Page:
Illudins are low molecular weight natural products which were previously evaluated as anticancer drugs using rodent tumor models. In the present studies, we used in vitro cultures of human cancer cells to reevaluate their potential as anticancer agents. Using continuous exposure, Illudins S and M were cytotoxic to human leukemia cells at concentrations of 6–100 nm, but dihydroilludin M was 3 orders of magnitude less toxic, thus identifying a ketone site as a structural feature critical for cytotoxicity. Cytokinetic studies showed that illudin S caused a complete block at the G1-S phase interface of the cell cycle. Kinetics of inhibition of radiolabeled thymidine, uridine, and leucine incorporation suggested a primary effect on DNA synthesis. In colony and liquid culture assays, cell killing was time dependent but near maximal with a 2-h exposure. Myeloid and T-lymphocyte leukemia cells were most sensitive (50% inhibitory concentration, 6–11 nm), but B-cell leukemia/lymphoma, melanoma, and ovarian carcinoma cells were at least 10 times more resistant. Bone marrow granulocyte/macrophage progenitors showed intermediate sensitivity. Illudin S was equally effective against CEM T-lymphocyte leukemia cells expressing the multidrug resistance phenotype associated with Mr 180,000 glycoprotein and the parental cell line. CEM cells resistant to doxorubicin, epipodophyllotoxins, and 1-β-d-arabinofuranosylcytosine showed only a 2-fold increased resistance to illudin S. Illudins are novel and potent cytotoxins which may be preferentially active against human myeloid and T-cell leukemias, including cells resistant to more conventional chemotherapeutic agents. The present studies illustrate the breadth of information which can be obtained on a new agent using present in vitro screening procedures and human cells.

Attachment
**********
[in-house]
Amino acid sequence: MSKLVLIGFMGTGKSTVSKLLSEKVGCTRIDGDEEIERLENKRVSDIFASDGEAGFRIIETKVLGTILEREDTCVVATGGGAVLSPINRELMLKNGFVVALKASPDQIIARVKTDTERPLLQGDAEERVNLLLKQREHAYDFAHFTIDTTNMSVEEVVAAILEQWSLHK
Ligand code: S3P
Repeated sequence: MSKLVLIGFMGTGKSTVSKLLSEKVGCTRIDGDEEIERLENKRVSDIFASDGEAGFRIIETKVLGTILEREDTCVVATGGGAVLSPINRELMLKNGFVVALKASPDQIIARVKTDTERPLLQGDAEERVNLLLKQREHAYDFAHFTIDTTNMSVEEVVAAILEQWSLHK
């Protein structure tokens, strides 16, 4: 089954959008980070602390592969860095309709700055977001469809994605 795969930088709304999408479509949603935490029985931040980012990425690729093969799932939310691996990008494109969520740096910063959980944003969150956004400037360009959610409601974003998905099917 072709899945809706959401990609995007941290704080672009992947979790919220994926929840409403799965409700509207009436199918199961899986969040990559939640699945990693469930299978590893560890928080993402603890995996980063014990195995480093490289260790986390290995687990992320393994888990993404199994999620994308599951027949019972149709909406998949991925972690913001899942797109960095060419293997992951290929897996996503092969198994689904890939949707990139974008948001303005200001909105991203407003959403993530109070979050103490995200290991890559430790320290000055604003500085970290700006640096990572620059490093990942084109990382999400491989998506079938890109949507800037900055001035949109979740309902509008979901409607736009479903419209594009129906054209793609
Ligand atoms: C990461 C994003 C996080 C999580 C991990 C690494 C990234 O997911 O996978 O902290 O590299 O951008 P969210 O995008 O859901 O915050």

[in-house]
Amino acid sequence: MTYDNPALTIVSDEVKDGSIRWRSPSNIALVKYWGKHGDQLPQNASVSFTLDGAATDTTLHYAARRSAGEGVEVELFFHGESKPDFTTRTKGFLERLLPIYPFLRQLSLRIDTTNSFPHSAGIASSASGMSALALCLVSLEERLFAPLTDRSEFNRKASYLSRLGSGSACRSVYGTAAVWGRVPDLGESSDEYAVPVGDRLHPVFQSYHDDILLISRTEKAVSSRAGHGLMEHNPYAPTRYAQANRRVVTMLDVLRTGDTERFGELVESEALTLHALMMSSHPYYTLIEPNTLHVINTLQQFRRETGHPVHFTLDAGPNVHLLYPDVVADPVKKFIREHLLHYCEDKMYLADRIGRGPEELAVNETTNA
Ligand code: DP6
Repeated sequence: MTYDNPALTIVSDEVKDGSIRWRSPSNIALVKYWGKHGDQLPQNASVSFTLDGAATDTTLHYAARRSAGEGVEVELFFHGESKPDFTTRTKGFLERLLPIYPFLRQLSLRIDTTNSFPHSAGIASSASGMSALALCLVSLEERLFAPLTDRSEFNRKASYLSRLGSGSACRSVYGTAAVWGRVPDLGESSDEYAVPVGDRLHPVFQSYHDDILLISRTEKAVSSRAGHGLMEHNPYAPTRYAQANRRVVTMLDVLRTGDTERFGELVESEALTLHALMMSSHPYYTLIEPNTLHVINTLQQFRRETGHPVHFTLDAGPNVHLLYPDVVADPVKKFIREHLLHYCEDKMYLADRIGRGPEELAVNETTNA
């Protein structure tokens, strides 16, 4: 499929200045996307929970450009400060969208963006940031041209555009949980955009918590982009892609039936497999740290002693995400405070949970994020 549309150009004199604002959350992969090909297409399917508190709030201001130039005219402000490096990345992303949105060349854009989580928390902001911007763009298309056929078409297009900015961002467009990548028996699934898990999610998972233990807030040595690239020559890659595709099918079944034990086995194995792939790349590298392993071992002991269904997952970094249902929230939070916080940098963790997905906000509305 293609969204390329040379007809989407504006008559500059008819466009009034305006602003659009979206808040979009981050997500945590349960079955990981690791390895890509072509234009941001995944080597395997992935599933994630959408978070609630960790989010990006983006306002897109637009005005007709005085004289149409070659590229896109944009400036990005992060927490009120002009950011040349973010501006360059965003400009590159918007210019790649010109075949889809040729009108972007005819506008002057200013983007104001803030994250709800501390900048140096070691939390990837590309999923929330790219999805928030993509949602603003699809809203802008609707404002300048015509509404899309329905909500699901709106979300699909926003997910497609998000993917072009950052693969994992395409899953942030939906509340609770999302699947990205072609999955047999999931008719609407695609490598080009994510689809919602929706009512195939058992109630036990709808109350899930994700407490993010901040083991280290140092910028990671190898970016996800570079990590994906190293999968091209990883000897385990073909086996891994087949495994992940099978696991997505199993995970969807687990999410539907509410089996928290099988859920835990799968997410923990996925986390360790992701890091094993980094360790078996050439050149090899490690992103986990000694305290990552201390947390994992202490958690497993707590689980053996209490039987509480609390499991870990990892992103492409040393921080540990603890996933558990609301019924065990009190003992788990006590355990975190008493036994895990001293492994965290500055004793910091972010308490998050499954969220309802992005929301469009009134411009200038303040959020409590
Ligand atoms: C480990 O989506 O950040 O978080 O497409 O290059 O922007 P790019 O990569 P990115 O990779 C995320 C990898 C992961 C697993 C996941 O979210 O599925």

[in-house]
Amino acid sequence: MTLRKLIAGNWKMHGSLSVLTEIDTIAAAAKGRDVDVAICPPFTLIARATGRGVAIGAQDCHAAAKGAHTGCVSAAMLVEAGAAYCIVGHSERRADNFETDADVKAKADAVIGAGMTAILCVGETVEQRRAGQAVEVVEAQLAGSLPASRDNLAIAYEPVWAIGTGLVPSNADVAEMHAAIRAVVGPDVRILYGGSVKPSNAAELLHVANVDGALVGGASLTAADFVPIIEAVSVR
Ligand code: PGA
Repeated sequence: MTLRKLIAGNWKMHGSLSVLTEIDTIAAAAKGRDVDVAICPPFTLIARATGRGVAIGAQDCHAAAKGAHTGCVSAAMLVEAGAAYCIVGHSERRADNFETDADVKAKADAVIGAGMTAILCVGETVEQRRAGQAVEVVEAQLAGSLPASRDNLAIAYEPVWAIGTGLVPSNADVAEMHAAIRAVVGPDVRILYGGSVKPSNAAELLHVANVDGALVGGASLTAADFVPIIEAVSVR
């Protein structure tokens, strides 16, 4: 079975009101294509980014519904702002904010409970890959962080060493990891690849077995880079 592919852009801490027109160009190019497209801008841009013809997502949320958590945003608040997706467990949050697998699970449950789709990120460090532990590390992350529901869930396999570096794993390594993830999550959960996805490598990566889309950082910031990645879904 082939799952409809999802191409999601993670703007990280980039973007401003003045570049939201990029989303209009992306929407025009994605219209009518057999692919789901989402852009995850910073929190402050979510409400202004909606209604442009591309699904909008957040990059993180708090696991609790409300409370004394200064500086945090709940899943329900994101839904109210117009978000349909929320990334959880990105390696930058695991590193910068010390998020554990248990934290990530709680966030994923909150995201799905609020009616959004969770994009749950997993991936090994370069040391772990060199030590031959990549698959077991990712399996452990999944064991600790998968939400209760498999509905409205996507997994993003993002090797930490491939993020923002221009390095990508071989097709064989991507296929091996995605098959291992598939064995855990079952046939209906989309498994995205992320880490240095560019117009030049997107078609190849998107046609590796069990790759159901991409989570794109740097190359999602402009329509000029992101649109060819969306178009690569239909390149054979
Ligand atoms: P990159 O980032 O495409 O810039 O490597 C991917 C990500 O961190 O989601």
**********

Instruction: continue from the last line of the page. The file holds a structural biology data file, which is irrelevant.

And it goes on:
This work was supported in part by NIH Grants CA37479, CA37641, CA40570, CA23100, and ES00142 and by the American Lebanese and Syrian Associated Charities.